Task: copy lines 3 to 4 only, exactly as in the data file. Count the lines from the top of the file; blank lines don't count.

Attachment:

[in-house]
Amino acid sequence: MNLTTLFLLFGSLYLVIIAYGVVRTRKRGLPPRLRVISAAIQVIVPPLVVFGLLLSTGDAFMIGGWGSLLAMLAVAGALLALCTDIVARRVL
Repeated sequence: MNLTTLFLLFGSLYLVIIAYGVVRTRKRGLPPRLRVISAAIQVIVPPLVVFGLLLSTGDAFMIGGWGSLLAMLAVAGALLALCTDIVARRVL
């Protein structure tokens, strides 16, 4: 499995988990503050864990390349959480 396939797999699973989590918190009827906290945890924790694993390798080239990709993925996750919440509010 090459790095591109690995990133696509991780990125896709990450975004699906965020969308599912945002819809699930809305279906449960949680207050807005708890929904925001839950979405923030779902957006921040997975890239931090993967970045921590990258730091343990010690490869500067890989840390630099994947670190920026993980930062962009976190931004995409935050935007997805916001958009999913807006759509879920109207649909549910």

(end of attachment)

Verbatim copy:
Repeated sequence: MNLTTLFLLFGSLYLVIIAYGVVRTRKRGLPPRLRVISAAIQVIVPPLVVFGLLLSTGDAFMIGGWGSLLAMLAVAGALLALCTDIVARRVL
């Protein structure tokens, strides 16, 4: 499995988990503050864990390349959480 396939797999699973989590918190009827906290945890924790694993390798080239990709993925996750919440509010 090459790095591109690995990133696509991780990125896709990450975004699906965020969308599912945002819809699930809305279906449960949680207050807005708890929904925001839950979405923030779902957006921040997975890239931090993967970045921590990258730091343990010690490869500067890989840390630099994947670190920026993980930062962009976190931004995409935050935007997805916001958009999913807006759509879920109207649909549910």